Homa shot even-par 70 on Tuesday, and followed that up with a 5-under round Wednesday to put himself into a tie for fourth overall and in position for his second championship of the season. The Pac-12 Conference champion started his final round with three birdies through his first five holes, and collected another one on the par-5 12th to enter the clubhouse at 4-under 66 and 9-under 201 through 54 holes.
Overall, Homa had 13 birdies and only two bogeys through the stroke-play portion of the championship. His only significant blemish was a double-bogey on the par-4 18th Wednesday.
“I knew, after the first nine holes (Thursday), that I had at least a one-stroke lead,” Homa said. “I felt like, if I played solid on the back nine, that I had a good chance, and it worked out.
“This feels good. Winning the Pac-12 validated my season and gave me confidence going into this. Coming out on top made this even sweeter.”
Homa bettered six other golfers who all finished tied for second at 6-under 204. Four more, including Georgia Tech sophomore Ollie Schniederjans, tied for eighth at 203.
Illinois’ Thomas Pieters finished at 207 and was unable to defend his title. No golfer has won consecutive championships since Phil Mickelson did it for Arizona State in 1989 and ’90.
Though he has the individual title in hand, Homa’s week isn’t done. He and his Cal teammates are the No. 1 seed for the match-play portion of the tournament, which begins today.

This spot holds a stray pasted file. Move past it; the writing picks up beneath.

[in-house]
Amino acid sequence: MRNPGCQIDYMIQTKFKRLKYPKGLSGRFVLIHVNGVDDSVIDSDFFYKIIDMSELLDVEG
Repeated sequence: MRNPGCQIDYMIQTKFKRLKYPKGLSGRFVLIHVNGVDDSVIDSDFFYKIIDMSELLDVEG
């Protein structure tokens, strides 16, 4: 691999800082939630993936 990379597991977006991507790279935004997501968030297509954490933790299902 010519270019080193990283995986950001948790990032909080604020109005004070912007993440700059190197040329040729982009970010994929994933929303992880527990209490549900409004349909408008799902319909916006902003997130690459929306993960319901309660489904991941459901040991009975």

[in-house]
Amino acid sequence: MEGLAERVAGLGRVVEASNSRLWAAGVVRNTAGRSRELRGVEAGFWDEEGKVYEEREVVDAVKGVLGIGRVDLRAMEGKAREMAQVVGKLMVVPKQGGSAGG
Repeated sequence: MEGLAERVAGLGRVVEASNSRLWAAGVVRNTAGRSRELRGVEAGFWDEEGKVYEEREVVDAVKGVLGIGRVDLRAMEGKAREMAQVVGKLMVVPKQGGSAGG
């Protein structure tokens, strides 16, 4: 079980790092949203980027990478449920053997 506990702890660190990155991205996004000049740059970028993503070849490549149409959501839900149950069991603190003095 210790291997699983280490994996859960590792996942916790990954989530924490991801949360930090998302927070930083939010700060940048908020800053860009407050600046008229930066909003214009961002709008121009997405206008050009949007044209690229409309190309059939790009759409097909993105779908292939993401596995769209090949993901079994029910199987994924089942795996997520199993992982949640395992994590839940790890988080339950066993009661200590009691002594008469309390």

“The job’s not done,” Homa said. “This was part one.”
Schniederjans entered the final round tied for fourth at 5-under. He played even-par Thursday, nearly alternating for birdie throughout the day. His 15-foot birdie on the par-3 13th moved him to even-par for the round, and he added another birdie from 7 feet out at the par-4 16th to go to 1 under.
Schniederjans, however, finished his day with a bogey at the par-4 18th to move back to even.
“I made some good birdies, but I made some bad bogeys that hurt,” Schniederjans said. “I think I putted better (Thursday), but I’m bummed about the four bogeys. That was the difference.
“I wasn’t out of the (running for the title), but I knew I’d have to tear it up to get there, and it didn’t happen. But I’m ecstatic that we’re No. 2 going into match play. I’ve never been in match play, so it should be fun. California has shown, though, that they’re the team to beat.”
Tech sophomore Anders Albertson started his final round tied for ninth, but fell into a tie for 26th after a 3-over 73 Thursday.
The former Etowah High School standout was even through six holes, but he double-bogeyed No. 8 and bogeyed No. 9 to sit 3 over entering the back nine. Birdies at 11 and 12 were canceled out by bogeys at 16 and 18.
“I just didn’t play that well (Thursday),” Albertson said. “I had stretches where I executed and some holes where I played poorly. I just need to continue to focus on the routine and let everything take care of itself.”